Tuesday, February 23, 2010

More goodbyes

I know I have been TERRIBLE at putting anything into this blog, but now I've lost more of the important people in my life, and I must write something.

In the early 1970s, before I went to work for Amtrak, I got involved with an incredible group of people via the Bay Area Electric Railroad Association. This group of traction and railroad enthusiasts became a sort of core group for me, and helped to determine much of the course of my life. One of the key people in this group was Rick Borgwardt, the Royal Imperial Zaught. This title was bestowed upon Rick a bit before I first met him. It has no intrinsic meaning - and it certainly is not a title that could be inherited. There has only been, and there will only be, ONE Zaught.

Rick loved to hold court, and he did so for many, many years at the Railway Museum at Rio Vista Junction. How I loved to sit and listen to his stories when I stayed in the bunkhouse on weekends, after a day of toiling on the numerous projects being undertaken at the museum.

After I started work at Amtrak, Rick decided to give a whirl and also came to work in the San Francisco Reservation Bureau, as did Phil Reiner-Deutsch - who still works for Amtrak in Los Angeles. Rick didn't stay much beyond the closing of the Res Bureau, but it was fun to work with friends, even for a short time.

My heart goes out to Chris, Rick's partner through all these many, many years. Though I had lost touch with Chris and Rick for many years, I never forgot them. I will treasure my memories of Rick always.

Then there was Paul Ward Jr. I just learned today that Paul has died.

I don't remember exactly when I first met Paul, if it was before Amtrak or just after, but it was certainly very early in the 1970s. I know I met him through my partner at the time, Bill Ryan. Bil and Paul had been friends for many years. I do know that I was totally intimidated by Paul - both physically and intellectually. Paul was quite tall - 6'8" or more. And his knowledge of EVERYTHING traction, trolleybus, and radio was astounding. My memory has never been good enough to spit out facts and figures like Paul could.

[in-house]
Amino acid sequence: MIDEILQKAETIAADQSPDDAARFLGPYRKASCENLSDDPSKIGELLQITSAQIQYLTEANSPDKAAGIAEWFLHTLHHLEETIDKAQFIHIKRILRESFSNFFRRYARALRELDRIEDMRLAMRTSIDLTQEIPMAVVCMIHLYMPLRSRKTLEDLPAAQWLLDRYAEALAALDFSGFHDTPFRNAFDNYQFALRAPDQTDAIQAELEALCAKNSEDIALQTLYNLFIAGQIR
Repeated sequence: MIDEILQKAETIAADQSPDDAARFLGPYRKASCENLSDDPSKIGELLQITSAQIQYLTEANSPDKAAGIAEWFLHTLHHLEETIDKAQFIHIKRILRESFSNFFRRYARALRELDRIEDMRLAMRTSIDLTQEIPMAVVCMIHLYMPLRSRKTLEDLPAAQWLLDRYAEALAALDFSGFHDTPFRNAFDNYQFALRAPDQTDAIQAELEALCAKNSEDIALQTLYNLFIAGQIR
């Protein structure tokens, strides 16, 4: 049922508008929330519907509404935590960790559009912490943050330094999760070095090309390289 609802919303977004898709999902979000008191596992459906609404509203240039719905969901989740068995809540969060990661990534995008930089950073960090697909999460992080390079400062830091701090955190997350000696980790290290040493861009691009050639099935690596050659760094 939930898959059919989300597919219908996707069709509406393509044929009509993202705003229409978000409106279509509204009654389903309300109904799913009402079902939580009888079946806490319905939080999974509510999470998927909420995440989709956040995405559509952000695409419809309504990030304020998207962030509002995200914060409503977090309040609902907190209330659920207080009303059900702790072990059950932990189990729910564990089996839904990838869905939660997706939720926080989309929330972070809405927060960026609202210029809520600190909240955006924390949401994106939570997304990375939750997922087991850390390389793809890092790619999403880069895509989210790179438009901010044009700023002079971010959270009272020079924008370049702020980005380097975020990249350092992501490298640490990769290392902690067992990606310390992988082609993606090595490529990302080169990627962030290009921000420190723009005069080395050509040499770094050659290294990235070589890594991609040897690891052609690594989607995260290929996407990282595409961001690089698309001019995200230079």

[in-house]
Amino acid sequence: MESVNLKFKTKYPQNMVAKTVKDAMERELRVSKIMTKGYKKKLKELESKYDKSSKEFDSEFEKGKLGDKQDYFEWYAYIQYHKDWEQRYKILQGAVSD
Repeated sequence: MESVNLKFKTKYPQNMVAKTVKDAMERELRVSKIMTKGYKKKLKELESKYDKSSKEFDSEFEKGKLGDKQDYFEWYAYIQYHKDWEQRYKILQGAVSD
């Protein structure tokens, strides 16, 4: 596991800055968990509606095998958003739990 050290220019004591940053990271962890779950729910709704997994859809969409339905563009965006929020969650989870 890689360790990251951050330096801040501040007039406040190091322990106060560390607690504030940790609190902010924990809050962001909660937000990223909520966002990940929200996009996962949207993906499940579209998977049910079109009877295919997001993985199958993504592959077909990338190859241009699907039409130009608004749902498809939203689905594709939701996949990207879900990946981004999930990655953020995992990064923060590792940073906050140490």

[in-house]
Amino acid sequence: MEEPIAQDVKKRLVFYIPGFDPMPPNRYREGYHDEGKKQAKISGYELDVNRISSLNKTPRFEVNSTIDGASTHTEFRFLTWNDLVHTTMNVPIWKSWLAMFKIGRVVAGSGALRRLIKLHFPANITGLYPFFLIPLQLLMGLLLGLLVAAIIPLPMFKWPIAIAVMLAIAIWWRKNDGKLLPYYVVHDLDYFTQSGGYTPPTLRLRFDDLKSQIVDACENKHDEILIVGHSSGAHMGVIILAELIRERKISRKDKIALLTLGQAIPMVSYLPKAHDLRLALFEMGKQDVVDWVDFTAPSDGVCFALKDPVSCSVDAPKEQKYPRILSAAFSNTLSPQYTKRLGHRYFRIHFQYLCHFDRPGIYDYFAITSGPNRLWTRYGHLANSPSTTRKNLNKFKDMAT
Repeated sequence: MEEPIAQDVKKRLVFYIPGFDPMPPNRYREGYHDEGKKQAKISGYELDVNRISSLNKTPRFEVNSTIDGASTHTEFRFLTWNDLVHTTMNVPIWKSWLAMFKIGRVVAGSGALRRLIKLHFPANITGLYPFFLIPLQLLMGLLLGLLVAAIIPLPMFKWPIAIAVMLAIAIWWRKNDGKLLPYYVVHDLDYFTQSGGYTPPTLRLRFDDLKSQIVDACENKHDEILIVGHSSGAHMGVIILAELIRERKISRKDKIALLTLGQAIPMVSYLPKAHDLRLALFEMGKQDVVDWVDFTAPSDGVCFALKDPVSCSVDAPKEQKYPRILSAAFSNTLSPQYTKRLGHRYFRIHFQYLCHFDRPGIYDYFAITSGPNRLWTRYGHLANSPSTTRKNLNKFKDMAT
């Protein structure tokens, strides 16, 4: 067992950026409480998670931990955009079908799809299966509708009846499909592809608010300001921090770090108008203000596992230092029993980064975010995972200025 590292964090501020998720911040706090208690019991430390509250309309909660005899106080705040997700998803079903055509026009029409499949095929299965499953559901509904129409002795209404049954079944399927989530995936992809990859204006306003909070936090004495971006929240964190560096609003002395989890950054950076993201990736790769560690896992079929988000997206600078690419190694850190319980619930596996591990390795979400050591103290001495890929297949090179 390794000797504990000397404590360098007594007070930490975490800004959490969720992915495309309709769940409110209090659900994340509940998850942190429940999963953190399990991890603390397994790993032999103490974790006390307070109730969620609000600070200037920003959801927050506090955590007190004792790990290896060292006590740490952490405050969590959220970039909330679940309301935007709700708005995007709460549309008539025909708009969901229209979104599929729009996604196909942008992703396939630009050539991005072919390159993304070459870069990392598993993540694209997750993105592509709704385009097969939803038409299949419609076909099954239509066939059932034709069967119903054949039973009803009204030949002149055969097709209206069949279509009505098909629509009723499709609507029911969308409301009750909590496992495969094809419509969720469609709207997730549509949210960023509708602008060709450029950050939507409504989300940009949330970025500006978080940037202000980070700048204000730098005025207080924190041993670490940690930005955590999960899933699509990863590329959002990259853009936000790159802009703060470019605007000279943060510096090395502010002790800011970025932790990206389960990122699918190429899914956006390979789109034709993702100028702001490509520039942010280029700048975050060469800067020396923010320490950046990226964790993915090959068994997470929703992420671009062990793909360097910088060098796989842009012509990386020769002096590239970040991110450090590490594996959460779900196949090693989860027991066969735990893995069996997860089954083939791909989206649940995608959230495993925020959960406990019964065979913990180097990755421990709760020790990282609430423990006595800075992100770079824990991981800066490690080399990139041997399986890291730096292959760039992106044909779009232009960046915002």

One thing I definitely remember about the early days with Paul was the animated sleeping bag. Numerous times when were visiting Paul I noticed that there seemed to be someone asleep under a sleeping bag or comforter, and it was several visits before I finally met Jan. This was back in the days before Paul and Jan married. Jan always slept through Paul's visitors, since she wasn't a railfan or radio aficionado and couldn't follow the conversations. She and I would often laugh when we had dinner together, because we seldom ever got to speak. other to ask the other to pass the butter. In fact, when Paul and Jan married, I gave them a silver butter dish. Jan understood the joke. I know that Jan changed a lot when she became ill, and Paul had a great deal of anguish trying to cope with the changes. But I was lucky and remember her from her best days.

Paul had the most incredible sense of humor. I loved his great practical joke on the railfan community. This involved his submitting an article to one of the railfan publications about the Holton Interurban Railway. It was a complete fabrication, telling how, in the final days of operations, a tunnel collapsed and a trainset was still covered in the sand of the collapsed tunnel. Paul submitted the story under the pseudonym of Bert Souse, the name of W.C. Fields' character in The Bank Dick. It was hilarious to read the followup comments on Paul's article, which was taken as being completely true for far longer than one would have thought! Another instance of Paul's lightning humor occurred when several of us decided to make a completely spur-of-the-moment trip from San Francisco to Los Angeles one night. We piled into a couple of cars and raced across the Bay Bridge, stopping at Brennan's for a quick dinner. When asked for the number and name of our party, Paul immediately responded "Hitler, party of five." They almost threw us out! Paul wasn't making any kind of political statement, it was just the kind of complete non-sequitor that he loved.

Gosh, how I will miss these two people.